One can dream but dreams are never as easy as they may seem. Hard work is the cornerstone of every dream, of every aspect of our lives. Win or lose.
“I’m going to show my players how to work,” first-year Willcox football coach Alonzo Highsmith, Jr. told me. “But I’m not going to tell them good things will happen on the field if you just work hard. There are no guarantees like that in life. No, it may not happen for you on the field, but, if you work hard, then other good things might happen for you in your life.”
With only 11 wins since 2012, the Cowboys have been waiting for someone to step up to help return the program to its glory days. Why not Willcox?
The grandson and son of former NFL standouts, Highsmith was looking for a way to help make his own dream of coaching come true. He followed the path set by his family and he dressed up for the Dolphins, Chiefs and Redskins but it all started at Phoenix College.
“I didn’t have the grades to go to a D-I school,” Highsmith said in all candor. “It broke my heart and I took a semester off after high school.”
His father, Alonzo Highsmith, Sr., was the Florida Defensive Player of the Year in high school before transitioning to a punishing fullback for the University of Miami but Highsmith, Jr. stayed on the defensive side of the ball and he needed one break to help get him back on track.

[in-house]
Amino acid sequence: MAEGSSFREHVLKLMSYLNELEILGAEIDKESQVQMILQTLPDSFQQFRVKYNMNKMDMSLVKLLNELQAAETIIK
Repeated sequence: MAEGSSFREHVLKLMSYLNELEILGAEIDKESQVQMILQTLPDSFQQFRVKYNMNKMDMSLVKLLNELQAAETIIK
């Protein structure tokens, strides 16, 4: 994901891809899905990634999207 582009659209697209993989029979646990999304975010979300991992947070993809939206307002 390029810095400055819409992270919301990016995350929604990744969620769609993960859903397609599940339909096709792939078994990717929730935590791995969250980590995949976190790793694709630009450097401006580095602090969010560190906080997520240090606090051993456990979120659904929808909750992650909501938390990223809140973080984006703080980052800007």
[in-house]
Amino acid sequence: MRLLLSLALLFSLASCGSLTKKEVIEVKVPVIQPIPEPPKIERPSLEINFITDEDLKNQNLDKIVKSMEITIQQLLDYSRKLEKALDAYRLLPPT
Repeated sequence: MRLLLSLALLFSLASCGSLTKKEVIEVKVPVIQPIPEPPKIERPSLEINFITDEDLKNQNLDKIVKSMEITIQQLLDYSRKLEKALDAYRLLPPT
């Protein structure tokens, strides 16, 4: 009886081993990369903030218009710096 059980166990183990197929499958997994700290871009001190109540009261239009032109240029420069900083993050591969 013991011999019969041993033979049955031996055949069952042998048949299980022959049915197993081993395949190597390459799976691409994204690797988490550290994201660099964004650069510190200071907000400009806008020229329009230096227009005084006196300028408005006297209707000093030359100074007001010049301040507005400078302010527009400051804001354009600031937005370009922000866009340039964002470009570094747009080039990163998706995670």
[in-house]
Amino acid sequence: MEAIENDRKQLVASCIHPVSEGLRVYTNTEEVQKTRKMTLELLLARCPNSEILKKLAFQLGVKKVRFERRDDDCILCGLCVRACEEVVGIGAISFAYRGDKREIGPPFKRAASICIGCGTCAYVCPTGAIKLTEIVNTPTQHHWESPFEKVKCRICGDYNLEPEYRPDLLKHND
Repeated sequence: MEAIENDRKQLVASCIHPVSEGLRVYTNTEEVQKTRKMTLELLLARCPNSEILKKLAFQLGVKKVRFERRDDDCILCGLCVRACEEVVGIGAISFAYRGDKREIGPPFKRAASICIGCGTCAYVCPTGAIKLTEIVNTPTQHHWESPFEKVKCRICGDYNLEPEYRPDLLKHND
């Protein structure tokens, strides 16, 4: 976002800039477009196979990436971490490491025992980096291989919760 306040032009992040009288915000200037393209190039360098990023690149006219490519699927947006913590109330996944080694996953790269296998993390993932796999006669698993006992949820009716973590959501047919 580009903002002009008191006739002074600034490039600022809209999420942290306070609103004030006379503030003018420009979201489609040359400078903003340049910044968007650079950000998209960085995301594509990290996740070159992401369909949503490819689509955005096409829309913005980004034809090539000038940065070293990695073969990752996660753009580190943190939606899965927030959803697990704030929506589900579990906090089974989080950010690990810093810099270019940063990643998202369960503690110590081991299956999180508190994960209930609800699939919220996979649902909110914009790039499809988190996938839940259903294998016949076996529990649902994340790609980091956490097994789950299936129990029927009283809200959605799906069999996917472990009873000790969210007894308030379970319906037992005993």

“I had a friend in Arizona who told me about Phoenix College,” Highsmith said. “I went out and gave it a shot and I earned a scholarship to play for Arkansas.”
Highsmith was named the NJCAA Co-Defensive Player of the Year at Phoenix College and he earned WSFL Defensive Player of the Year honors. It all led to a spot with Arkansas and a trip to the NFL but Highsmith felt it was time to come back to the state that gave him a chance.
“I felt it was time to transition and pursue my goal of becoming a coach and I searched the data base for Arizona and I stumbled across the Willcox job,” Highsmith added.
Highsmith tells me they are in week two of hard work in Willcox. He also has all the guidance on how to deal with parents, coaches and players one can expect with a grandfather who spent over 20 years coaching college, professional football and high school in places such as Miami, Texas and Alabama.
“We have discussed pretty much everything there is to discuss about football,” Highsmith said. “They are excited for me and they told me they will be there for me if I need them. They have seen it all.”
Highsmith is not too concerned about players filling specific positions on his roster. That will come. As mentioned, he is more concerned about the work that it takes before one can get there.
“We can analyze the four years of struggle from coaching, players and support but I don’t want the pressure of the season to be put on my players right now,” Highsmith added.
“I need them to give me three sets of eight right now. I need them to give me the best they have. Come July, we will see who shows up and we will take it from there.”
I hope Willcox has enough helmets…